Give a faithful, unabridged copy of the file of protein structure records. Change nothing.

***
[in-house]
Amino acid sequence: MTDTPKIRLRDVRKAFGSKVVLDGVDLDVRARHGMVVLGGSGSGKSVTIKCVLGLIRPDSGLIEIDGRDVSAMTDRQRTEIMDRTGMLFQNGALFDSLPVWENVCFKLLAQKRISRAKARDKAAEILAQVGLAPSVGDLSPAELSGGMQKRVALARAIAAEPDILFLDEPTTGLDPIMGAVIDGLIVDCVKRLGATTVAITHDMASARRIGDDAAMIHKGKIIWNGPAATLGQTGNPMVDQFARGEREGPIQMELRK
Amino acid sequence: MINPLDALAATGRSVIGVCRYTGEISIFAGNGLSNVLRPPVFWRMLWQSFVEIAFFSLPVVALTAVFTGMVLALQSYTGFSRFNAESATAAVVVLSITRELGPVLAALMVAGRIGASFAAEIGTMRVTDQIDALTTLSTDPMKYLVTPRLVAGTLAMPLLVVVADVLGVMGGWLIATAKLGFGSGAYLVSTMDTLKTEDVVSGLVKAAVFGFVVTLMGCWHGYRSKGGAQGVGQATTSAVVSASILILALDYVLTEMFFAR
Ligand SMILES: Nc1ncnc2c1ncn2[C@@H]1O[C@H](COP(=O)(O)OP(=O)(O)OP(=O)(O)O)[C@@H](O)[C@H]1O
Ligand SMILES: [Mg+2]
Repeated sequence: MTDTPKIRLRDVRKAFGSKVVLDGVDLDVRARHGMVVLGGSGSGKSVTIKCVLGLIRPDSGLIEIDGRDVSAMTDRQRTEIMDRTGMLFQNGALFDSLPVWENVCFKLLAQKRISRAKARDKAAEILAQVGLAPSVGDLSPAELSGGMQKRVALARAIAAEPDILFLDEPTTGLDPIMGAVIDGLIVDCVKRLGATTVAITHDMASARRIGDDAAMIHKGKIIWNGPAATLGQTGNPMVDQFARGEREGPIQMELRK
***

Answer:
[in-house]
Amino acid sequence: MTDTPKIRLRDVRKAFGSKVVLDGVDLDVRARHGMVVLGGSGSGKSVTIKCVLGLIRPDSGLIEIDGRDVSAMTDRQRTEIMDRTGMLFQNGALFDSLPVWENVCFKLLAQKRISRAKARDKAAEILAQVGLAPSVGDLSPAELSGGMQKRVALARAIAAEPDILFLDEPTTGLDPIMGAVIDGLIVDCVKRLGATTVAITHDMASARRIGDDAAMIHKGKIIWNGPAATLGQTGNPMVDQFARGEREGPIQMELRK
Amino acid sequence: MINPLDALAATGRSVIGVCRYTGEISIFAGNGLSNVLRPPVFWRMLWQSFVEIAFFSLPVVALTAVFTGMVLALQSYTGFSRFNAESATAAVVVLSITRELGPVLAALMVAGRIGASFAAEIGTMRVTDQIDALTTLSTDPMKYLVTPRLVAGTLAMPLLVVVADVLGVMGGWLIATAKLGFGSGAYLVSTMDTLKTEDVVSGLVKAAVFGFVVTLMGCWHGYRSKGGAQGVGQATTSAVVSASILILALDYVLTEMFFAR
Ligand SMILES: Nc1ncnc2c1ncn2[C@@H]1O[C@H](COP(=O)(O)OP(=O)(O)OP(=O)(O)O)[C@@H](O)[C@H]1O
Ligand SMILES: [Mg+2]
Repeated sequence: MTDTPKIRLRDVRKAFGSKVVLDGVDLDVRARHGMVVLGGSGSGKSVTIKCVLGLIRPDSGLIEIDGRDVSAMTDRQRTEIMDRTGMLFQNGALFDSLPVWENVCFKLLAQKRISRAKARDKAAEILAQVGLAPSVGDLSPAELSGGMQKRVALARAIAAEPDILFLDEPTTGLDPIMGAVIDGLIVDCVKRLGATTVAITHDMASARRIGDDAAMIHKGKIIWNGPAATLGQTGNPMVDQFARGEREGPIQMELRK